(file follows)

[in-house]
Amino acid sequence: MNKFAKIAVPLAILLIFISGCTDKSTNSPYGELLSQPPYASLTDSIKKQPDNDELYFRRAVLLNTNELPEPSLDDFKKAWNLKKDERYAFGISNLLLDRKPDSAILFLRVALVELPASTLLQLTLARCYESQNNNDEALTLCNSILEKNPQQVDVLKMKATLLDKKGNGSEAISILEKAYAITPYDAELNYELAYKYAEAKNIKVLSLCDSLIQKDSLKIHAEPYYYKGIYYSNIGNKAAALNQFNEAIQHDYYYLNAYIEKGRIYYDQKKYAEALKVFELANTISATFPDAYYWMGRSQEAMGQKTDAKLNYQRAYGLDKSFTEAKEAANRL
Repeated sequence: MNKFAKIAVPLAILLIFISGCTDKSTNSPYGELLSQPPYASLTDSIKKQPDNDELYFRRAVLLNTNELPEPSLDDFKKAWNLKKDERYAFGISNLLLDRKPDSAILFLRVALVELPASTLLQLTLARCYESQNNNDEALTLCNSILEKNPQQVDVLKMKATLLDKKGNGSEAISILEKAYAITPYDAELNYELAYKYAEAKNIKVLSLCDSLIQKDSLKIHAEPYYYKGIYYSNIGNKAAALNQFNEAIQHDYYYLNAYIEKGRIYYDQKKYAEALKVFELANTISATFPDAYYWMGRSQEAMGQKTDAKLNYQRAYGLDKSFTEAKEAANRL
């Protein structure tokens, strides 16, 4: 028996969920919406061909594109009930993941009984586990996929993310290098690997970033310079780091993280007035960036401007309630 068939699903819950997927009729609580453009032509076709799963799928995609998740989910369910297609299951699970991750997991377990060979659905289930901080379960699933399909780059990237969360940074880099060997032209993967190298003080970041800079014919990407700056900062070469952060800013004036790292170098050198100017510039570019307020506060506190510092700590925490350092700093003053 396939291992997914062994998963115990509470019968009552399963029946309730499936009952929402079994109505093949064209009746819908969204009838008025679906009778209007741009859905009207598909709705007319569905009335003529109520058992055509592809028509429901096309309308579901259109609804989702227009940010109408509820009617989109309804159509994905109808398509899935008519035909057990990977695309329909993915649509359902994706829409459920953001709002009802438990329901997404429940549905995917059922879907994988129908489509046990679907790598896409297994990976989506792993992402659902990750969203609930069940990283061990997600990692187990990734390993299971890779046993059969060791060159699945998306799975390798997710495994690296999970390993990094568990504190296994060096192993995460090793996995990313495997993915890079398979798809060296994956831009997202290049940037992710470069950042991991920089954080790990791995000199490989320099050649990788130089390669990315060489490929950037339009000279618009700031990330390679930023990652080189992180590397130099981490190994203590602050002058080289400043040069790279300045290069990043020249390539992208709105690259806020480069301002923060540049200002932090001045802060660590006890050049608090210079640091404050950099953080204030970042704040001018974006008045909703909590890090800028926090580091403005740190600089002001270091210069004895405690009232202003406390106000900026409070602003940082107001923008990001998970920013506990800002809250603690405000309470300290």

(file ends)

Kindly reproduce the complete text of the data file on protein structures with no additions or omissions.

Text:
[in-house]
Amino acid sequence: MNKFAKIAVPLAILLIFISGCTDKSTNSPYGELLSQPPYASLTDSIKKQPDNDELYFRRAVLLNTNELPEPSLDDFKKAWNLKKDERYAFGISNLLLDRKPDSAILFLRVALVELPASTLLQLTLARCYESQNNNDEALTLCNSILEKNPQQVDVLKMKATLLDKKGNGSEAISILEKAYAITPYDAELNYELAYKYAEAKNIKVLSLCDSLIQKDSLKIHAEPYYYKGIYYSNIGNKAAALNQFNEAIQHDYYYLNAYIEKGRIYYDQKKYAEALKVFELANTISATFPDAYYWMGRSQEAMGQKTDAKLNYQRAYGLDKSFTEAKEAANRL
Repeated sequence: MNKFAKIAVPLAILLIFISGCTDKSTNSPYGELLSQPPYASLTDSIKKQPDNDELYFRRAVLLNTNELPEPSLDDFKKAWNLKKDERYAFGISNLLLDRKPDSAILFLRVALVELPASTLLQLTLARCYESQNNNDEALTLCNSILEKNPQQVDVLKMKATLLDKKGNGSEAISILEKAYAITPYDAELNYELAYKYAEAKNIKVLSLCDSLIQKDSLKIHAEPYYYKGIYYSNIGNKAAALNQFNEAIQHDYYYLNAYIEKGRIYYDQKKYAEALKVFELANTISATFPDAYYWMGRSQEAMGQKTDAKLNYQRAYGLDKSFTEAKEAANRL
């Protein structure tokens, strides 16, 4: 028996969920919406061909594109009930993941009984586990996929993310290098690997970033310079780091993280007035960036401007309630 068939699903819950997927009729609580453009032509076709799963799928995609998740989910369910297609299951699970991750997991377990060979659905289930901080379960699933399909780059990237969360940074880099060997032209993967190298003080970041800079014919990407700056900062070469952060800013004036790292170098050198100017510039570019307020506060506190510092700590925490350092700093003053 396939291992997914062994998963115990509470019968009552399963029946309730499936009952929402079994109505093949064209009746819908969204009838008025679906009778209007741009859905009207598909709705007319569905009335003529109520058992055509592809028509429901096309309308579901259109609804989702227009940010109408509820009617989109309804159509994905109808398509899935008519035909057990990977695309329909993915649509359902994706829409459920953001709002009802438990329901997404429940549905995917059922879907994988129908489509046990679907790598896409297994990976989506792993992402659902990750969203609930069940990283061990997600990692187990990734390993299971890779046993059969060791060159699945998306799975390798997710495994690296999970390993990094568990504190296994060096192993995460090793996995990313495997993915890079398979798809060296994956831009997202290049940037992710470069950042991991920089954080790990791995000199490989320099050649990788130089390669990315060489490929950037339009000279618009700031990330390679930023990652080189992180590397130099981490190994203590602050002058080289400043040069790279300045290069990043020249390539992208709105690259806020480069301002923060540049200002932090001045802060660590006890050049608090210079640091404050950099953080204030970042704040001018974006008045909703909590890090800028926090580091403005740190600089002001270091210069004895405690009232202003406390106000900026409070602003940082107001923008990001998970920013506990800002809250603690405000309470300290």